GAMBIER — Thomas Snyder “Tom” Turgeon, 70, Kenyon professor emeritus and an active faculty member in the Department of Dance, Drama and Film from 1972 to 2008, died at his home outside Gambier, Jan. 9, 2013. He had long suffered from amyotrophic lateral sclerosis, also known as ALS or Lou Gehrig’s disease.
Born in Amherst, Mass., Aug. 8, 1942, Turgeon was a son of Charlotte Snyder Turgeon, a noted cookbook author, and Frederick King Turgeon, a professor of French at Amherst College. From his parents he inherited a passion and talent for French cooking. He also loved spending his summers on the coast of Maine.
Turgeon graduated from Amherst in 1964 and went on to study at the Yale School of Drama, where he earned a D.F.A. in 1968. He taught for four years at Mary Washington College (now the University of Mary Washington) before arriving at Kenyon in the fall of 1972 as an assistant professor of drama. In addition to productions at Amherst, Yale and Mary Washington, Turgeon acted and directed at the Weston Playhouse in Weston, Vt. At Weston, he appeared in numerous plays, taking on such roles as Senex in “A Funny Thing Happened on the Way to the Forum,” Ben Franklin, in “1776,” and Felix Unger in “The Odd Couple.”
During his 36 years at Kenyon, Turgeon directed more than three dozen plays, including works by Shakespeare, Moliere, Shaw, Noel Coward, Harold Pinter and Tom Stoppard. He also directed a 1984 production of “Clytemnestra” that he adapted from the works of Euripides, Aeschylus and Sophocles; and a 2006 production of “Little White Lies,” his translation of “Les Fausses Confidences” by Marivaux. As an actor at Kenyon, Turgeon played Iago, in “Othello,” George, in “Who’s Afraid of Virginia Woolf?” and Robert, in “A Life in the Theater.” In 1997, he published “Improvising Shakespeare: Reading for the Stage,” a book presenting the actors’ and directors’ approaches to reading dramatic texts.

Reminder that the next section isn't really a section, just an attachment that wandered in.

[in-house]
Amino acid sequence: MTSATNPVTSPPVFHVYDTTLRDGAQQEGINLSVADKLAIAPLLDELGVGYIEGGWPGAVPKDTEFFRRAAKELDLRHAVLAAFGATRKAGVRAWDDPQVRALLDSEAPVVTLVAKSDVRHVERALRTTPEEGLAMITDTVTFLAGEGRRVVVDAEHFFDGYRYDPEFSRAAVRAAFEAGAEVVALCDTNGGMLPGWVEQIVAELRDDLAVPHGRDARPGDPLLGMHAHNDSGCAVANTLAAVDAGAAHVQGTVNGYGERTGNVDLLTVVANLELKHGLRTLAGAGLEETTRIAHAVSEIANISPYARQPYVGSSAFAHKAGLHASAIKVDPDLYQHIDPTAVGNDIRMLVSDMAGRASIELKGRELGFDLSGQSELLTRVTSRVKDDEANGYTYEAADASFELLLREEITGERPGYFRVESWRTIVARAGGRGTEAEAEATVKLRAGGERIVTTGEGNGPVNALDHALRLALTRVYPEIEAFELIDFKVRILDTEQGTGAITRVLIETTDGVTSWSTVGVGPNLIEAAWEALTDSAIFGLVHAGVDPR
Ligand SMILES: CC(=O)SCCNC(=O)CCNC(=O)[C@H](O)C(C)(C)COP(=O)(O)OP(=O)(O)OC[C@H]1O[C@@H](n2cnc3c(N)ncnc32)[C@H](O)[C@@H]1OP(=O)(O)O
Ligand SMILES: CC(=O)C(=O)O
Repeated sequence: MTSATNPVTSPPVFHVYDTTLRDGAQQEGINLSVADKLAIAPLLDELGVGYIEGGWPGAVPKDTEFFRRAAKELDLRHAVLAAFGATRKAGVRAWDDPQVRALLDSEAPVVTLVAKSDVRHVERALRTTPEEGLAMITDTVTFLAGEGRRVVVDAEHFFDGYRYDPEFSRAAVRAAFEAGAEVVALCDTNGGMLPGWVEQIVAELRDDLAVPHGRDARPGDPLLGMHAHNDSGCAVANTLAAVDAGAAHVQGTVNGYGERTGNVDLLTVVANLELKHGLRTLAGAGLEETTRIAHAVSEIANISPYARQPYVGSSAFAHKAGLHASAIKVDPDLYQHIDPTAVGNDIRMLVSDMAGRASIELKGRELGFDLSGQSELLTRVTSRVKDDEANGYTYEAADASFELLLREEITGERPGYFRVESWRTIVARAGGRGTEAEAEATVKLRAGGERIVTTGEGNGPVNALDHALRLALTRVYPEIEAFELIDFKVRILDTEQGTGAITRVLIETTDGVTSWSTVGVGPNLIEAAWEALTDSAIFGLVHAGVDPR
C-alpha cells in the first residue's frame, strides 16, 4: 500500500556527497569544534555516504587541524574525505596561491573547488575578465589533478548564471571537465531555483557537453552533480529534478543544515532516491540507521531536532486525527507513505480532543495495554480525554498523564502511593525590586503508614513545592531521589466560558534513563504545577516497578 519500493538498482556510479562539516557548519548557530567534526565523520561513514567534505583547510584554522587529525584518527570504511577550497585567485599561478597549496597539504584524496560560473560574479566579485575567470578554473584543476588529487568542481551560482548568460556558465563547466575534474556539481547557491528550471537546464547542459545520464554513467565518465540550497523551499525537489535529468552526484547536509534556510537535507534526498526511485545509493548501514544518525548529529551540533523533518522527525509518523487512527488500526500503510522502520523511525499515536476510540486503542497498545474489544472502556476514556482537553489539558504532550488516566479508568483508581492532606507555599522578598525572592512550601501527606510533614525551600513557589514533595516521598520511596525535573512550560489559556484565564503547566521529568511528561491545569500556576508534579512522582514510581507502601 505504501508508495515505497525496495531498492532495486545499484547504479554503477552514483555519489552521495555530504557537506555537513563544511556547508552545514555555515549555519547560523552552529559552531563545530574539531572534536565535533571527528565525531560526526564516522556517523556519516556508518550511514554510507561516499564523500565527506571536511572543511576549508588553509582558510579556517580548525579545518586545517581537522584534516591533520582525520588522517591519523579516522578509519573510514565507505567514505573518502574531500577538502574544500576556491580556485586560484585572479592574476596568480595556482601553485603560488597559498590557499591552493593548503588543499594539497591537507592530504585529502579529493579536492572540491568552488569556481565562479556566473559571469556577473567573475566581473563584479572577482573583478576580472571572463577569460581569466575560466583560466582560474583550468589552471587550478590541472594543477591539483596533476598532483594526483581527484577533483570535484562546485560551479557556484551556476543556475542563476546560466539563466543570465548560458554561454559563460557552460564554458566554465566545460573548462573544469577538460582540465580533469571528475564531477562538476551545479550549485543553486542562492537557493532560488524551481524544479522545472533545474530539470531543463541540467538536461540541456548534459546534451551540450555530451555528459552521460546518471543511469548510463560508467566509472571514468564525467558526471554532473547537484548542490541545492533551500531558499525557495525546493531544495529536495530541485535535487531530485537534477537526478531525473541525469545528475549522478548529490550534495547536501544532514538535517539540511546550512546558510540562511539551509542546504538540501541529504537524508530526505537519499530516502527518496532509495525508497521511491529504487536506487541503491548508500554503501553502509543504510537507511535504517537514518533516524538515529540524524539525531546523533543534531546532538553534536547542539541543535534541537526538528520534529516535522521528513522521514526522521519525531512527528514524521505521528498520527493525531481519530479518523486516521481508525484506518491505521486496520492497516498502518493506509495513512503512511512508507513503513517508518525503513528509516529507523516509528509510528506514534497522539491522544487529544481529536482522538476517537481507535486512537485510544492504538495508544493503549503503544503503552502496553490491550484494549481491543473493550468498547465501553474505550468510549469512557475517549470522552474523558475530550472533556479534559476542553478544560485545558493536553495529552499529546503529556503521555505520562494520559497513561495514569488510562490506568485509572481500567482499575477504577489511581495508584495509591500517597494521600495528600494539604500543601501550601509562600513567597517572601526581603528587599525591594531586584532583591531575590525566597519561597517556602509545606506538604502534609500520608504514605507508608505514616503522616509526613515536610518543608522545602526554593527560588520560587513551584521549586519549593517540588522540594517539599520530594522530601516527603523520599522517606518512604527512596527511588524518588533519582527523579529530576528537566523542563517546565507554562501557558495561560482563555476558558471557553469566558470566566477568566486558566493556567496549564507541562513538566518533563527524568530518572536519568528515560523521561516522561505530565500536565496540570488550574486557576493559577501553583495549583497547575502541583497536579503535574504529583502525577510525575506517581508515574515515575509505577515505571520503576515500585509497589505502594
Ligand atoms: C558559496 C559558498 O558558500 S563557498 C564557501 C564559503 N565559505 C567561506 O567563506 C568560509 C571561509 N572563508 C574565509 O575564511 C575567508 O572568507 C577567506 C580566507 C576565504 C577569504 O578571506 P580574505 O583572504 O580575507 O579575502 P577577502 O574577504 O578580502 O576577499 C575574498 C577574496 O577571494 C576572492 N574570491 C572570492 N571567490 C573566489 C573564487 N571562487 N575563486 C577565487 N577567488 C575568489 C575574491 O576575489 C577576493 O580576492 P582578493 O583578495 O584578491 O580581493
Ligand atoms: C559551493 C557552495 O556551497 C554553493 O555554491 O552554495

In 2007, Turgeon was recognized with Kenyon’s Trustee Teaching Excellence Award. That same year, Kenyon announced the creation of the Thomas S. Turgeon Professorship in Drama, an endowed chair funded in Turgeon’s honor by several of his former students.
Turgeon is survived by his wife of 46 years, Margaret “Peggy” Turgeon; and their two children, Sarah Turgeon, and her husband, Fredrick Perry, of Shutesbury, Mass., and Charles Turgeon, and his wife, Rosemary, of Newburyport, Mass. Other survivors include a brother, Charles Turgeon; a sister, Nan Turgeon White, and her husband, Stephen; and six grandchildren, Alexander, Thomas and Evan Perry, and Charles, Elizabeth and Charlotte Jane Turgeon.
Funeral arrangements are being made by the Dowds-Snyder Funeral Home in Mount Vernon. There will be no calling hours, but a memorial service will take place in Gambier’s Church of the Holy Spirit at 2 p.m. Saturday, Feb. 2, 2013.
In lieu of flowers, donations can be made to the ALS Association or to the Thomas S. Turgeon Professorship at Kenyon College.
To send the family a private condolence online visit www.snyderfuneralhomes.com.
The Dowds-Snyder Funeral Home is honored to serve the family of Tom Turgeon.Copyright The Associated Press. All rights reserved. This material may not be published, broadcast, rewritten or redistributed.